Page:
Many of the textbooks on the C programming language tell that C is a high-level programming language, but many of the tutors online say that C is also a middle-level programming language. Why is it like that?
closed as primarily opinion-based by gnat, GlenH7♦, Blrfl, Dan Pichelman, user40980 Dec 29 '14 at 17:49
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Historically, everything that abstracts over assembly code was called high-level. C certainly does that. This definition is also relatively clear-cut, in contrast to what follows.
Over time, we created more and more programming languages and invented more and more abstractions and tools. Compared to, say, Python, the C language is positively primitive in semantic richness and level of abstraction over the hardware. With that in mind, many people find it misleading to call C high-level, when there is a wealth of languages that are far higher above the hardware.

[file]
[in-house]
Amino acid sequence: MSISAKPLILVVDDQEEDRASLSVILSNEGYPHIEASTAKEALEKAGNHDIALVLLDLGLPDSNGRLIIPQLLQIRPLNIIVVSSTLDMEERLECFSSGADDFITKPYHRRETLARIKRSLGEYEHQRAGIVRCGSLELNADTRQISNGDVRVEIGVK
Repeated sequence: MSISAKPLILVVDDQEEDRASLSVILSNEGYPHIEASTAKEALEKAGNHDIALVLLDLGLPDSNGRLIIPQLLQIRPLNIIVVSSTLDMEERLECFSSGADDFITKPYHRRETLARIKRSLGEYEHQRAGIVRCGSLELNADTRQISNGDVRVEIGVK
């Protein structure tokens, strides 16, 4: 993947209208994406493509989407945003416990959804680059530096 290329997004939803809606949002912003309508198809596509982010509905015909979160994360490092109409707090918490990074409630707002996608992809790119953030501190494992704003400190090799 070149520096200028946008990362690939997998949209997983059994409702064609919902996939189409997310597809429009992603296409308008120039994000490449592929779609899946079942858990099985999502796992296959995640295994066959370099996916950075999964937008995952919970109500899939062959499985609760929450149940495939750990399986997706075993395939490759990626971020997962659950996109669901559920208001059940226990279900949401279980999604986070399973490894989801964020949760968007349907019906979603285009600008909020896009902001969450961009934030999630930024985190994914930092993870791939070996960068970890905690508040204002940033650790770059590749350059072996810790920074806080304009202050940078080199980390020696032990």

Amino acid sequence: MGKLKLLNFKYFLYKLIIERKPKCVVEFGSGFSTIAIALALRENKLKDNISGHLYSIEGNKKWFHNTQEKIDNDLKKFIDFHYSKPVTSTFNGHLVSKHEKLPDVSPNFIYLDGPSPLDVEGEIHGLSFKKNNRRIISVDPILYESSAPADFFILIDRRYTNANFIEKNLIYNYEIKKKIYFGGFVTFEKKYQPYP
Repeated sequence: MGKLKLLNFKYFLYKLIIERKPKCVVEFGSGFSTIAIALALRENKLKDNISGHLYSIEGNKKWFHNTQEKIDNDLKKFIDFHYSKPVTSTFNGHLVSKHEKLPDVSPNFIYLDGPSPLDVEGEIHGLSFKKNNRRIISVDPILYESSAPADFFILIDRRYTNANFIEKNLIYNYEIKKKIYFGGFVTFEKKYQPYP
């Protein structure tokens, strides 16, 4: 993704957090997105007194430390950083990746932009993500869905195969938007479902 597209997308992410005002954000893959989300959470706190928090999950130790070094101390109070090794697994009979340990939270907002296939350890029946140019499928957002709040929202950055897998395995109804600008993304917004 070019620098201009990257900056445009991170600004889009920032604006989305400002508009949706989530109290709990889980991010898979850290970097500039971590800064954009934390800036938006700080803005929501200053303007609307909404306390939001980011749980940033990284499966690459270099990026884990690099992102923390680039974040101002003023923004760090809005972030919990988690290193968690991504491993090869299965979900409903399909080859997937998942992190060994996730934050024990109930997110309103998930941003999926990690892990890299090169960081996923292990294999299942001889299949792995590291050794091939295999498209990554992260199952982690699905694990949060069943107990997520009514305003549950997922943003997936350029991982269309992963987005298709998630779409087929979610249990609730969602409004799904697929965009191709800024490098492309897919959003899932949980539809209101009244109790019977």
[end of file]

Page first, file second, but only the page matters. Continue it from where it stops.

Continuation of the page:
So now "high-level" usually means "abstracts a lot over hardware" and "low-level" means "abstracts little". This is the definition your tutors use. Not everyone agrees though, and old texts don't magically adopt the new terminology, so you still see the old use of "high-level" (under which C is high-level) floating around. Keep in mind that many good C books are basically newer editions of books released twenty years ago.
It is a higher level language than machine code (assembly), which is the point of view that C programming books and tutorials come from.
In that respect it is a high level programming language.
However, it is still very close to the hardware - much more so than other, more modern languages (Java, C# and such) - when viewed from this point of view, it is a middle level programming language.